“Organizations err, and individuals make mistakes. Trust me, I have plenty of experience! So perhaps vice presidential candidate Paul Ryan’s boast that he ran a sub-three-hour marathon, when the actual time was more than four hours — followed by his weird statement that the claim of track-star time was “the best of his recollection” — was just a pair of dumb errors.
But there’s so much difference between three-hour and four-hour marathons that this is as if a White House candidate boasted, “I won the World Series with a grand slam in the bottom of the ninth,” then later said, “That was the best of my recollection. I meant to say that I play softball at picnics.” When your columnist was on the dating scene, girls chased me everywhere. That’s the best of my recollection, anyway.
But though to err is human, it is a warning sign when politicians make things up, hoping they will never be fact-checked. In his convention speech, Ryan gave considerable emphasis to his claim that 1.4 million businesses filed for bankruptcy in 2011, far more than the 330,000 that did so in the final year of the Jimmy Carter administration. Turns out 47,086, not 1.4 million, is the correct number for 2011. Ryan drastically overstated, in order to make things sound much worse than they are. But, his campaign asserted, since the correct figure for the final Carter year is 43,694, Ryan’s basic point was right — more business bankruptcies last year under Obama than in Carter’s final year.
How could Ryan have been off by such a gigantic margin? There are 6 million businesses with employees in the United States. If 1.4 million had gone bankrupt in 2011, that would mean 23 percent of American businesses folded in a single year. Calamity! Every fourth store or office you passed would be boarded up. The actual figure represents 0.7 percent of American businesses closing last year. Ryan presents himself to the electorate as a leading expert in economic policy. Yet he was able to read the claim that 1.4 million businesses folded in a single year without saying to himself, “This number cannot possibly be right.” An actual expert in economic policy would have known the 1.4 million figure was way off.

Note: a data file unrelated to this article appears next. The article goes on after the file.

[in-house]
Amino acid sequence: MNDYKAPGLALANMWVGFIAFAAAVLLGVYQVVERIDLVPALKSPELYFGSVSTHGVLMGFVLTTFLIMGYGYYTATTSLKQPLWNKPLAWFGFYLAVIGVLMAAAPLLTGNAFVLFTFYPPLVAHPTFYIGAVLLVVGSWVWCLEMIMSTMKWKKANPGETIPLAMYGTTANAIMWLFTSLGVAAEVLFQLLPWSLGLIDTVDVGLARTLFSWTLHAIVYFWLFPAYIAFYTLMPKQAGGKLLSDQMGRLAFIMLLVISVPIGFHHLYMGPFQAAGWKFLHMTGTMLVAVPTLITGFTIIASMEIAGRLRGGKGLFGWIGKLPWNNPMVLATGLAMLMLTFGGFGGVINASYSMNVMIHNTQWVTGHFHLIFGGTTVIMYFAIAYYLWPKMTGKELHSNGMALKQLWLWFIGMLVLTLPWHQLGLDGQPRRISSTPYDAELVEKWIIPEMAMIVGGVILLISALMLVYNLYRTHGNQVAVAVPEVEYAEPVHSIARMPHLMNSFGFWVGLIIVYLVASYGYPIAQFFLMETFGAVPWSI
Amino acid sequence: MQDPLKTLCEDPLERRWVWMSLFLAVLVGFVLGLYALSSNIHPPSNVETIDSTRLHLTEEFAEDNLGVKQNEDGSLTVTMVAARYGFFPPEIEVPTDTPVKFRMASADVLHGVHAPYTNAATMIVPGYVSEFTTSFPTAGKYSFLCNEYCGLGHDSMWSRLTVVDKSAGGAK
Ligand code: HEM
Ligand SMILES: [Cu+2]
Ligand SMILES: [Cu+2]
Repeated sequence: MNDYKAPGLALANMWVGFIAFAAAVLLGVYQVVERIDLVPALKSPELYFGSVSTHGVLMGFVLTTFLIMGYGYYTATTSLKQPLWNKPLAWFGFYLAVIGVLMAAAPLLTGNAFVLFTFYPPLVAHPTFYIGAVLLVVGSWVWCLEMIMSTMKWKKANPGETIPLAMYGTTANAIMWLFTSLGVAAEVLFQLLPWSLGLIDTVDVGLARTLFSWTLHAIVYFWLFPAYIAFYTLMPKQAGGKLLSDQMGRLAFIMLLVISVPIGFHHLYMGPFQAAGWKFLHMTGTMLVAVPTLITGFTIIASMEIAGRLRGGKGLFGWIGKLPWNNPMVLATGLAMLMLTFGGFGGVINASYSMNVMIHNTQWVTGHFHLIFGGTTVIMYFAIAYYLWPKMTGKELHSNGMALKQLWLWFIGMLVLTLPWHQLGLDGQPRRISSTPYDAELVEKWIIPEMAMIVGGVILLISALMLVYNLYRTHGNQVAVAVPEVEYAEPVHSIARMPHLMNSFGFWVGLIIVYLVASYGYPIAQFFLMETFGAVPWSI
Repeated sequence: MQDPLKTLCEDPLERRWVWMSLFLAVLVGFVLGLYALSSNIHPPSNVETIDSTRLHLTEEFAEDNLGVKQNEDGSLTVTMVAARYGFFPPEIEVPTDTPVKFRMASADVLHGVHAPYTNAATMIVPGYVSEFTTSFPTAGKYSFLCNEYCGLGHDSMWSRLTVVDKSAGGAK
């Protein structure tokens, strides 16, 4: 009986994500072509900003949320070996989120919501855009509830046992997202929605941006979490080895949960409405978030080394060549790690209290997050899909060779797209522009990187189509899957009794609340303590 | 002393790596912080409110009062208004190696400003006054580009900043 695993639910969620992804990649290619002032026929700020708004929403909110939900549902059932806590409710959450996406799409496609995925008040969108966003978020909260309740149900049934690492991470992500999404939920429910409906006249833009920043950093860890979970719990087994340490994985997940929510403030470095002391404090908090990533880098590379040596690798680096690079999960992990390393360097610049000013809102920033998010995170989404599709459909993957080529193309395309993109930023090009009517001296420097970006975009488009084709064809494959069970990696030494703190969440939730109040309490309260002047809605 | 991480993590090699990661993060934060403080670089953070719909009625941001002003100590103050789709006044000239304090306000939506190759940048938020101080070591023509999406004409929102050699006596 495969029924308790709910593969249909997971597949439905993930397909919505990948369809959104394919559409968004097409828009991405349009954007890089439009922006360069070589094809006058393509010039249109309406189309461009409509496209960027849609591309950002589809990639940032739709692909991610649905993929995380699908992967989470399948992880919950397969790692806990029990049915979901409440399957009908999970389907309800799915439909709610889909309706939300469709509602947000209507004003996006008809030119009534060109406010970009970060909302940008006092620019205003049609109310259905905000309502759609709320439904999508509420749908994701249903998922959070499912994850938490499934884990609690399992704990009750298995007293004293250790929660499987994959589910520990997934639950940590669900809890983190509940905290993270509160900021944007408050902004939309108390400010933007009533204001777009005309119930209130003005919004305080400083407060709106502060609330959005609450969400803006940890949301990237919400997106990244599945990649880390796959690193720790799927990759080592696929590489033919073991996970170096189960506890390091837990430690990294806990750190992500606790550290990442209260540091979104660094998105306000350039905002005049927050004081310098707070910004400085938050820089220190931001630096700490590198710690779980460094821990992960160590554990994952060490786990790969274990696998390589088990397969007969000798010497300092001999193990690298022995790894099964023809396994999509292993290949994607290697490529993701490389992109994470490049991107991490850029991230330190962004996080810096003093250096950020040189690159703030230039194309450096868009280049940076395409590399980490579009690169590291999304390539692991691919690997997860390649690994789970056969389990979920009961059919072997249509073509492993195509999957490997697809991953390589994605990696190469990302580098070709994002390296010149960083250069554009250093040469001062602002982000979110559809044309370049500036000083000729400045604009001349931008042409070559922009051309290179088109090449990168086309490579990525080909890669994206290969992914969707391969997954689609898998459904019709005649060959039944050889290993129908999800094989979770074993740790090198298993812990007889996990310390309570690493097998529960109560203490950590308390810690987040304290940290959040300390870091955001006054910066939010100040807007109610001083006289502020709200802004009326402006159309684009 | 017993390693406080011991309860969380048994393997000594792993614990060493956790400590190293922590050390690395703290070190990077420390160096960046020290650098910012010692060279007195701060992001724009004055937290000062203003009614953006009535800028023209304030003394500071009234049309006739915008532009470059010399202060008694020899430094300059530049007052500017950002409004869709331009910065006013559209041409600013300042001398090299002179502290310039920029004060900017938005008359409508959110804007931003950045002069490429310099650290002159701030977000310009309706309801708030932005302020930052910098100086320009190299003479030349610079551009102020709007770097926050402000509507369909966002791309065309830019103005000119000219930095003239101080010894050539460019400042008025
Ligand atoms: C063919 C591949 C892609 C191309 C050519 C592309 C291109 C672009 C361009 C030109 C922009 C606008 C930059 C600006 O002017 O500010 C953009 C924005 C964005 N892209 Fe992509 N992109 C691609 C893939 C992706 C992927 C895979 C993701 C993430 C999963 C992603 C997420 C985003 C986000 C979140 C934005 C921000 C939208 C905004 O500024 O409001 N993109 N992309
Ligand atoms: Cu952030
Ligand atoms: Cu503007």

Now think about Ryan’s claim that regardless, his basic point was on target. Since Carter’s final year in office, the U.S. population has grown 36 percent. Other things being equal, we’d expect business bankruptcies to grow by about the same percentage. Instead, 2011 business bankruptcies were 7.8 percent higher than the final Carter year — a decline, relative to population.
Because the population is rising, practically everything sets a record each year. In 2011, there were more haircuts and cheesesteaks than during Carter’s final year, too! Consider the common statement “there are more people today with cancer than ever before,” which like Ryan’s corrected number is true but misleading. What’s important is the rate of cancer — is it up or down per capita? ( It’s down.) In economics, per capita or GDP-adjusted comparisons are what count. Ryan presents himself to the nation as an expert on economic policy. An actual expert would have used adjusted numbers.
Now let’s check the tables of the American Bankruptcy Institute. During the Ronald Reagan presidency, business bankruptcies averaged 67,845 per year. During the Obama presidency, business bankruptcies have averaged 54,975. Adjusting for population growth, business bankruptcies under Obama are 40 percent lower than they were under Reagan.
Probably in both cases, Reagan and Obama, the numbers are driven largely by economic trends beyond the control of the White House. But to the extent presidential policy matters, Reagan was a free-market conservative — the sort of person who believes a failing business should be allowed to fail. Obama is a liberal — the sort of person who believes a failing business should get government help. No surprise, then, that far more businesses failed annually under Reagan.
Ryan denounced the automaker bailout. If government aid to business is bad, as Ryan says, then inevitably, more business bankruptcies will occur. But he also says that’s bad!”
— Gregg Easterbrook at TMQ, my favourite sports column.